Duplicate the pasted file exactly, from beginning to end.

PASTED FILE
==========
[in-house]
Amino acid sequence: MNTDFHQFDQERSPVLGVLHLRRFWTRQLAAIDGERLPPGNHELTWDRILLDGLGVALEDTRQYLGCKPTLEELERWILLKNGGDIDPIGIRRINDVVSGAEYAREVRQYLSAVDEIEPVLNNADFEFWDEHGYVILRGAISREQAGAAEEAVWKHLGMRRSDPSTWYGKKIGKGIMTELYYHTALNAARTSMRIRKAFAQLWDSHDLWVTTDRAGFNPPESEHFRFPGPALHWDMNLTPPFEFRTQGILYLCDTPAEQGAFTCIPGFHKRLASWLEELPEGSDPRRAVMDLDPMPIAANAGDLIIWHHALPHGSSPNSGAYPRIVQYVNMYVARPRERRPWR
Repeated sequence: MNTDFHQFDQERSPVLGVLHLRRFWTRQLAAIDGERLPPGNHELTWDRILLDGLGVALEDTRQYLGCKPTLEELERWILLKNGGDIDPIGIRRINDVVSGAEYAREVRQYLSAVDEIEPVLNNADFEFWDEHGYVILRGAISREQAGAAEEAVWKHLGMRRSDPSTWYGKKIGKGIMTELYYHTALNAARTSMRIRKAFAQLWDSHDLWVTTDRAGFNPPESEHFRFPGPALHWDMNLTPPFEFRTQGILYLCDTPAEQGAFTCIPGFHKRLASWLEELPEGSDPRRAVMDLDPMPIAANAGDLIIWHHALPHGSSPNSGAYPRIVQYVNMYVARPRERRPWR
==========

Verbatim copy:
[in-house]
Amino acid sequence: MNTDFHQFDQERSPVLGVLHLRRFWTRQLAAIDGERLPPGNHELTWDRILLDGLGVALEDTRQYLGCKPTLEELERWILLKNGGDIDPIGIRRINDVVSGAEYAREVRQYLSAVDEIEPVLNNADFEFWDEHGYVILRGAISREQAGAAEEAVWKHLGMRRSDPSTWYGKKIGKGIMTELYYHTALNAARTSMRIRKAFAQLWDSHDLWVTTDRAGFNPPESEHFRFPGPALHWDMNLTPPFEFRTQGILYLCDTPAEQGAFTCIPGFHKRLASWLEELPEGSDPRRAVMDLDPMPIAANAGDLIIWHHALPHGSSPNSGAYPRIVQYVNMYVARPRERRPWR
Repeated sequence: MNTDFHQFDQERSPVLGVLHLRRFWTRQLAAIDGERLPPGNHELTWDRILLDGLGVALEDTRQYLGCKPTLEELERWILLKNGGDIDPIGIRRINDVVSGAEYAREVRQYLSAVDEIEPVLNNADFEFWDEHGYVILRGAISREQAGAAEEAVWKHLGMRRSDPSTWYGKKIGKGIMTELYYHTALNAARTSMRIRKAFAQLWDSHDLWVTTDRAGFNPPESEHFRFPGPALHWDMNLTPPFEFRTQGILYLCDTPAEQGAFTCIPGFHKRLASWLEELPEGSDPRRAVMDLDPMPIAANAGDLIIWHHALPHGSSPNSGAYPRIVQYVNMYVARPRERRPWR